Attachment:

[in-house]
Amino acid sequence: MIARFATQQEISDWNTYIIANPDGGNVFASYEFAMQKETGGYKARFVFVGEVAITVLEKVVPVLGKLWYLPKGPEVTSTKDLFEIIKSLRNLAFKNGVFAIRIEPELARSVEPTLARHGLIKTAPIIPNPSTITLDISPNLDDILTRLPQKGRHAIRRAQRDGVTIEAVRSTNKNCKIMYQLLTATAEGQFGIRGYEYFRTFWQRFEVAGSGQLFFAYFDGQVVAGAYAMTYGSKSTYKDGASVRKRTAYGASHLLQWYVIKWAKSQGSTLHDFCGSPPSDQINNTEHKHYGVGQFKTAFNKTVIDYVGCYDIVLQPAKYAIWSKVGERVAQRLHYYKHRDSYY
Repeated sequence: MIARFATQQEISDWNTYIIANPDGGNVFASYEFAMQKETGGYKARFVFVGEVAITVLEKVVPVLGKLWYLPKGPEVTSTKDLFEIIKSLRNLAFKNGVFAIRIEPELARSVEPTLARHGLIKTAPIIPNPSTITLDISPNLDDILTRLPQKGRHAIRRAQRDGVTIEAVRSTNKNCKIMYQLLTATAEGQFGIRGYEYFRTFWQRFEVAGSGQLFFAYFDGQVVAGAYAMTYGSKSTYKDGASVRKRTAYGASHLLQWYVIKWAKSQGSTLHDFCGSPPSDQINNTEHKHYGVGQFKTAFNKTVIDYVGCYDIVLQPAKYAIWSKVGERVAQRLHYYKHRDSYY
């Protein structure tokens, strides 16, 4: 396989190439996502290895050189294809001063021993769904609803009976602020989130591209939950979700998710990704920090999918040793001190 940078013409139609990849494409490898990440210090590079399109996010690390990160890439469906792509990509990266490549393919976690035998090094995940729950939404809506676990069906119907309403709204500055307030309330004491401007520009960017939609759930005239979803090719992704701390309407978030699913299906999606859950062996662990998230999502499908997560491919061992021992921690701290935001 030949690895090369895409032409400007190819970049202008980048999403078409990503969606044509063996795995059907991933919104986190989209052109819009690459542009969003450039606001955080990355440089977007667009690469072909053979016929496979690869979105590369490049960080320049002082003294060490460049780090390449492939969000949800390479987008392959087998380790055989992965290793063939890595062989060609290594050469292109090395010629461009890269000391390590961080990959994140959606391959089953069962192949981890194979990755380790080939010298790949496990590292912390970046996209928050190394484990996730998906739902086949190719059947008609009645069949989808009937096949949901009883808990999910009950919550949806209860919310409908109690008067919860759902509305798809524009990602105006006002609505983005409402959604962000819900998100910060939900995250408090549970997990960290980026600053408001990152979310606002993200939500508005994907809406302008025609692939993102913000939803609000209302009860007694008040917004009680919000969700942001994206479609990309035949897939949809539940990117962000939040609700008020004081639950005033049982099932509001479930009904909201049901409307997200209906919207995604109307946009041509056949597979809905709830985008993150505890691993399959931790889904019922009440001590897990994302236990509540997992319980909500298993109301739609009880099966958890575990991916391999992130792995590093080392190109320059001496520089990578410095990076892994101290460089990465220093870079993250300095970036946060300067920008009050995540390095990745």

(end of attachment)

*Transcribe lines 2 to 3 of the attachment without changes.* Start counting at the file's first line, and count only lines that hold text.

Amino acid sequence: MIARFATQQEISDWNTYIIANPDGGNVFASYEFAMQKETGGYKARFVFVGEVAITVLEKVVPVLGKLWYLPKGPEVTSTKDLFEIIKSLRNLAFKNGVFAIRIEPELARSVEPTLARHGLIKTAPIIPNPSTITLDISPNLDDILTRLPQKGRHAIRRAQRDGVTIEAVRSTNKNCKIMYQLLTATAEGQFGIRGYEYFRTFWQRFEVAGSGQLFFAYFDGQVVAGAYAMTYGSKSTYKDGASVRKRTAYGASHLLQWYVIKWAKSQGSTLHDFCGSPPSDQINNTEHKHYGVGQFKTAFNKTVIDYVGCYDIVLQPAKYAIWSKVGERVAQRLHYYKHRDSYY
Repeated sequence: MIARFATQQEISDWNTYIIANPDGGNVFASYEFAMQKETGGYKARFVFVGEVAITVLEKVVPVLGKLWYLPKGPEVTSTKDLFEIIKSLRNLAFKNGVFAIRIEPELARSVEPTLARHGLIKTAPIIPNPSTITLDISPNLDDILTRLPQKGRHAIRRAQRDGVTIEAVRSTNKNCKIMYQLLTATAEGQFGIRGYEYFRTFWQRFEVAGSGQLFFAYFDGQVVAGAYAMTYGSKSTYKDGASVRKRTAYGASHLLQWYVIKWAKSQGSTLHDFCGSPPSDQINNTEHKHYGVGQFKTAFNKTVIDYVGCYDIVLQPAKYAIWSKVGERVAQRLHYYKHRDSYY